Colorless green ideas sleep furiously

Colorless green ideas sleep furiously‘ is a sentence composed by linguist Noam Chomsky in his 1957 book ‘Syntactic Structures’ as an example of a sentence that is grammatically correct, but semantically nonsensical. The term was originally used in his 1955 thesis ‘Logical Structures of Linguistic Theory.’

Although the sentence is grammatically correct, no obvious understandable meaning can be derived from it, and thus it demonstrates the distinction between syntax (linguistic rules) and semantics (symbolic meaning). As an example of a category mistake (a property is ascribed to a thing that could not possibly have that property), it was used to show inadequacy of the then-popular probabilistic models of grammar, and the need for more structured models.

The sentence can be given an interpretation through polysemy (the capacity for a sign to have multiple related meanings). Both ‘green’ and ‘colorless’ have figurative meanings, which allow colorless to be interpreted as ‘nondescript’ and green as ‘immature.’ The sentence can therefore be construed as ‘nondescript immature ideas have violent nightmares,’ a phrase with less oblique semantics. In particular, the phrase can have legitimate meaning too, if green is understood to mean ‘newly-formed’ and sleep can be used to figuratively express mental or verbal dormancy.

Writers have attempted to provide the sentence meaning through context, the first of which was written by Chinese linguist Yuen Ren Chao. A literary competition was held at Stanford University in 1985, in which the contestants were invited to make Chomsky’s sentence meaningful using not more than 100 words of prose or 14 lines of verse. An example entry from the competition, from C.M. Street, is: ‘It can only be the thought of verdure to come, which prompts us in the autumn to buy these dormant white lumps of vegetable matter covered by a brown papery skin, and lovingly to plant them and care for them. It is a marvel to me that under this cover they are laboring unseen at such a rate within to give us the sudden awesome beauty of spring flowering bulbs. While winter reigns the earth reposes but these colorless green ideas sleep furiously.’

There is at least one earlier example of such a sentence, and probably many more. The pioneering French syntactician Lucien Tesnière came up with the French sentence ‘Le silence vertébral indispose la voile licite’ (‘The vertebral silence indisposes the licit sail’). The 1925 game of ‘cadavre exquis’ (‘exquisite corpse’) is a method for generating nonsense sentences. It was named after the first sentence generated, ‘Le cadavre exquis boira le vin nouveau’ (‘the exquisite corpse will drink the new wine’).

In the popular game of ‘Mad Libs,’ a chosen player asks each other player to provide parts of speech without providing any contextual information, and these words are inserted into pre-composed sentences with a correct grammatical structure, but in which certain words have been omitted. The humor of the game is in the generation of sentences which are grammatical but which are meaningless or have absurd or ambiguous meanings (such as ‘loud sharks’). The game also tends to generate humorous double entendres.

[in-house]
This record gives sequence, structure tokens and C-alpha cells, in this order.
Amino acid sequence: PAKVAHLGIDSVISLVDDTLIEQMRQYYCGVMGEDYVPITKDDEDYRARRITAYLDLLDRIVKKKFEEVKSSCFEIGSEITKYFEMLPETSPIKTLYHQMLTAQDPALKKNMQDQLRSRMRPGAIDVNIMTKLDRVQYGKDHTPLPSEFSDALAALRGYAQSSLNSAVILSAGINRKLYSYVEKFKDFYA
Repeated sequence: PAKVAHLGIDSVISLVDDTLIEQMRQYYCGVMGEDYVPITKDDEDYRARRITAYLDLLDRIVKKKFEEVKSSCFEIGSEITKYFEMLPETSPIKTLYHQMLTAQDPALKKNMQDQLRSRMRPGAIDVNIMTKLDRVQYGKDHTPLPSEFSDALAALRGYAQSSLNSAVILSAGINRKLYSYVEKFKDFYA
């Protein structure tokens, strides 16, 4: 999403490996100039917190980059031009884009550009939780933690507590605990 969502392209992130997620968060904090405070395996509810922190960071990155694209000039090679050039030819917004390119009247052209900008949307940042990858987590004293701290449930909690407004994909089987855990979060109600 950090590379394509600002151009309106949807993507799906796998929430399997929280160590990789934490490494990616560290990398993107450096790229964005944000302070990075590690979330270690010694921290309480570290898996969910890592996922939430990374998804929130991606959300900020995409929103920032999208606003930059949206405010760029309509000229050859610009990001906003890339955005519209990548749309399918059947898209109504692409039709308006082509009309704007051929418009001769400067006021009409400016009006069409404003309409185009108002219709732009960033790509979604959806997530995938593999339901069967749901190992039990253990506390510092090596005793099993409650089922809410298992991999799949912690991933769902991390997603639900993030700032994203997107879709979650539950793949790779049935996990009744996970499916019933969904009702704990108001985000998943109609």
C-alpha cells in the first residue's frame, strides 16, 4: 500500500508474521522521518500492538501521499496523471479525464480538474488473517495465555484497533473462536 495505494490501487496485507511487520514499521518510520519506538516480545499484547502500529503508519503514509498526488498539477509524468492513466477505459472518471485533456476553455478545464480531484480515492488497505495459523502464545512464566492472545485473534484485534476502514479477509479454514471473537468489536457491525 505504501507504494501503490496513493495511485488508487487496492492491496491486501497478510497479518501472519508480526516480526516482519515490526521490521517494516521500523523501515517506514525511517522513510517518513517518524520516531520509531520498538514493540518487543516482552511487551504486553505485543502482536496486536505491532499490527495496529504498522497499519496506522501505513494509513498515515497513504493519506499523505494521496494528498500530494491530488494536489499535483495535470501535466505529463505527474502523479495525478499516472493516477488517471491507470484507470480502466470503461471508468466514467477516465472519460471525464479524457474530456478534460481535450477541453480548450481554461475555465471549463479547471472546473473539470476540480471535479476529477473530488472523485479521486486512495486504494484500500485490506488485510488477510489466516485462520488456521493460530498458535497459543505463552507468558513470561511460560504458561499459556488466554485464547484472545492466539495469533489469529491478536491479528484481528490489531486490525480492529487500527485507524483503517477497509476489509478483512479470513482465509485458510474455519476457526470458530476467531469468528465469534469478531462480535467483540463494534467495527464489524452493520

There are doubtlessly earlier examples of such sentences, possibly from the philosophy of language literature, but not necessarily uncontroversial ones, given that the focus has been mostly on borderline cases. For example, followers of logical positivism (verificationists) held that ‘metaphysical’ (i.e. not empirically verifiable) statements are simply meaningless; e.g. German philosopher Rudolf Carnap wrote an article where he argued that almost every sentence from Heidegger was grammatically correct, yet meaningless. Of course, some philosophers who were not logical positivists disagreed with this.

Philosopher Bertrand Russell used the sentence ‘Quadruplicity drinks procrastination’ to make a similar point; W.V. Quine took issue with him on the grounds that for a sentence to be false is nothing more than for it not to be true; and since quadruplicity doesn’t drink anything, the sentence is simply false, not meaningless.

Another approach is to create a syntactically-correct, easily parsable sentence using nonsense words; a famous such example is ‘The gostak distims the doshes.’ Lewis Carroll’s ‘Jabberwocky’ is also famous for using this technique, although in this case for literary purposes. In Russian schools of linguistics, the ‘glokaya kuzdra’ (a meaningless but grammatically correct Russian language phrase) has similar characteristics.

Other arguably ‘meaningless utterances’ are ones that make sense, are grammatical, but have no reference to the present state of the world, such as ‘The King of France is bald,’ since there is no King of France today.


One Comment to “Colorless green ideas sleep furiously”

  1. Whenever I hear this sentence I think it’s nonsensical since you can’t be colourless and green at the same time, and I suppose some people think you can’t sleep furiously. It never occurs to me, until I continue to read, that ideas can’t sleep and don’t have colours.

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